Downwell Review – Watch your step

Within a couple hours of starting the PS4 version of Downwell, I got to the final level for the first time. I put several hours in on the PC version last year and never got even close to reaching it, always foiled by the swarms of stuff in the penultimate level. Upon making it to the end, however, I died immediately due to a careless mistake. (I accidentally jumped down to where the boss was with only a single hit-point left.) After such a crushing defeat, I was about ready to swear off this game forever and never touch it again.

Five minutes later I launched the game again and gave it another shot.

Downwell is a good example of the “just one more run” kind of game. Its simple mechanics and quick playthroughs make it a perfect short-time game and a dangerous time-sink; easy to pick up, hard to put down. The premise is simple. You’re a guy falling down a well, fighting off all manner of creatures along the way using his gunboots. Why he’s descending the well is anyone’s guess. What matters is you need to reach the bottom.

You fall through four different environments, bouncing off ghosts, bats, skulls, squids, and such all the while. There’s a few different ways you can achieve your goal. Steadily make your way down, stopping at each patch of land you find, slaying anything that gets in your way to grab as many gems as possible so you can pay to restore your health or keep your gunboots charged. You can also bounce off of enemies as you go to build up combos that in turn grant you additional gems, hit-points, and energy. Or you can just avoid all those things entirely and just focus on descending.

Ideally the game expects you to build combos, as it’s ultimately the most efficient way to play. It’s also the most risky. The speed at which you fall makes it very easy to miss your mark. Your gunboots can slow your descent, but if you have a module that uses a ton of energy, like the laser or shotgun, for example, you have to be a lot more careful with when you use it. I always ended up with a ton of gems playing like that, but I also took a ton more damage in the process. Assuming I found a shop, I could mitigate that lost HP easily, but that also assumed I would have survived long enough to make it to the next one.


I’ve found the most success taking a more balanced approach, racking up combos early on then playing more methodically over time. The game attempts to dissuade you from taking it slow in later zones by littering the field with traps or forcing you to race against the clock, but those obstacles are more menacing in theory than in practice. It helps the game walk that fine line of difficulty to ensure it remains tough but fair.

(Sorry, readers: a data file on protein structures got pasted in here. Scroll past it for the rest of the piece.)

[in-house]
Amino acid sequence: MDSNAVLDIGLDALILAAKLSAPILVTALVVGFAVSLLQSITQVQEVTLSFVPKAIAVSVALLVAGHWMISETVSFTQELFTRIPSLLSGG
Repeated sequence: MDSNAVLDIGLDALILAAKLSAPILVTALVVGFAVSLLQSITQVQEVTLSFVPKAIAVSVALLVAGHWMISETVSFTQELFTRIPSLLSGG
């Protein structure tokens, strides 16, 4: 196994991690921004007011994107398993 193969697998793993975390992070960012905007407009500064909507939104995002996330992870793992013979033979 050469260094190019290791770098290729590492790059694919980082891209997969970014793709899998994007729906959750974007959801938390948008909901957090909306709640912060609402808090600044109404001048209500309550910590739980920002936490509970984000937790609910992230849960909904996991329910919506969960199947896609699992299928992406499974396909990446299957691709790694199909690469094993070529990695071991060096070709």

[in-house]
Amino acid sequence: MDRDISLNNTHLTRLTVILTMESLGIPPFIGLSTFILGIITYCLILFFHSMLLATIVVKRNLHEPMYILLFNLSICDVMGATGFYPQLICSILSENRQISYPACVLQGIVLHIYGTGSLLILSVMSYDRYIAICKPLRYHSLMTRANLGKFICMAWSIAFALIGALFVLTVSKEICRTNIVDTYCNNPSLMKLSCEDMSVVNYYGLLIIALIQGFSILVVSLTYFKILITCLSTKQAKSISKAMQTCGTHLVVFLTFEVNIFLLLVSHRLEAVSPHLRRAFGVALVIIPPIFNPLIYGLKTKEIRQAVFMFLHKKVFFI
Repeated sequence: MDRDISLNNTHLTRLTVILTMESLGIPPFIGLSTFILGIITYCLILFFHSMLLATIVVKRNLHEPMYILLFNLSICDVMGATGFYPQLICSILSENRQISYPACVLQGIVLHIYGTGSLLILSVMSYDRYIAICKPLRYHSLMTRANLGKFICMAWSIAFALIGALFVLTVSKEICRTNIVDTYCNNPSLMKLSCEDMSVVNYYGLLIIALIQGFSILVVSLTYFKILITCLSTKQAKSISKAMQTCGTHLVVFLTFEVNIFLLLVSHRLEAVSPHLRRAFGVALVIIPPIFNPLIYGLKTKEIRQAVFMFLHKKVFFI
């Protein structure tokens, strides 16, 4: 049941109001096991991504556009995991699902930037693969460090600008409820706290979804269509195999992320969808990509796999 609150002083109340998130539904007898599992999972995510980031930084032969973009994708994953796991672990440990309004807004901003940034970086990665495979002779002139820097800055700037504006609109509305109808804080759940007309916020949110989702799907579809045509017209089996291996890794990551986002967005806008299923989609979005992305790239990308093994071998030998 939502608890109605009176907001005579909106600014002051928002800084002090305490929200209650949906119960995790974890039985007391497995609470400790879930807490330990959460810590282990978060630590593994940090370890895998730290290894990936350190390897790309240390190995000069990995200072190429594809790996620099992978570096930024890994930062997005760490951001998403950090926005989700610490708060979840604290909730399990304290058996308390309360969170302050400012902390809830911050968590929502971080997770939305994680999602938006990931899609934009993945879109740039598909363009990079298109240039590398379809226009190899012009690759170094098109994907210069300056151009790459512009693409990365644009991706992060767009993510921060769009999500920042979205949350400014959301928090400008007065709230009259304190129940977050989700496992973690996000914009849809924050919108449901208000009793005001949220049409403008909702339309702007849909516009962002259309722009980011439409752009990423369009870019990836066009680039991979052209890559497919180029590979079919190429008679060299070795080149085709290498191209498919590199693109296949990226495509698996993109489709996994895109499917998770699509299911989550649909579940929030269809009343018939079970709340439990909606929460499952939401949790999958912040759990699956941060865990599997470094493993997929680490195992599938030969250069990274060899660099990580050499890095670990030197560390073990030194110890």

This is further compounded by the upgrades you receive at the end of each level. They range from mere health recovery items and passive abilities to additional support like drones or balloons. Every upgrade has some use, some more situational than others, which helps make each run unique in how you make the best use of the upgrades available to you. You can’t always count on certain abilities being available when they’ll be most useful, so you’re constantly evaluating what would work best and whether you should take your chances and see if something you don’t need now but might require later will reappear.

At the end of a run, your gems are added a grand total that unlock new styles and color palettes at certain milestones. Styles are modifiers. Arm Swing style, for instance, only finds gun modules and makes shops rarer. Also your character’s arms swing while running around. Boulder Style grants a couple extra hit-points, but reduces the number of upgrades available at the end of the level. It also makes them roll around. The styles add a nice bit of variety – an extra couple hit-points makes a huge difference – though I never really felt compelled to use anything other than the default.

Color palettes alter the look of the game (and there are a lot of them), as well as the lightbar on the controller for the PS4 version. There’s also a hard mode that unlocks if you complete the game, although I haven’t been able to check it out since I still haven’t been able to finish it, as each time I’ve reached the boss I’ve died instantly.

At this point, I don’t know if I’ll ever finish Downwell, nor do I really care. Not because I don’t think it’s worth finishing, but because that doesn’t really seem to be the point of games like this. They’re not the sort you quickly plow through and toss aside once the credits roll. They’re meant to be played off and on in perpetuity, something to come back to every now and again when you feel the itch to play it. Downwell fills that role splendidly. It feels more suited to portable platforms in some ways given how quick each playthrough lasts, but at the same time, playing this with a controller feels right. Regardless of where you play it, you’ll surely fall for Downwell.


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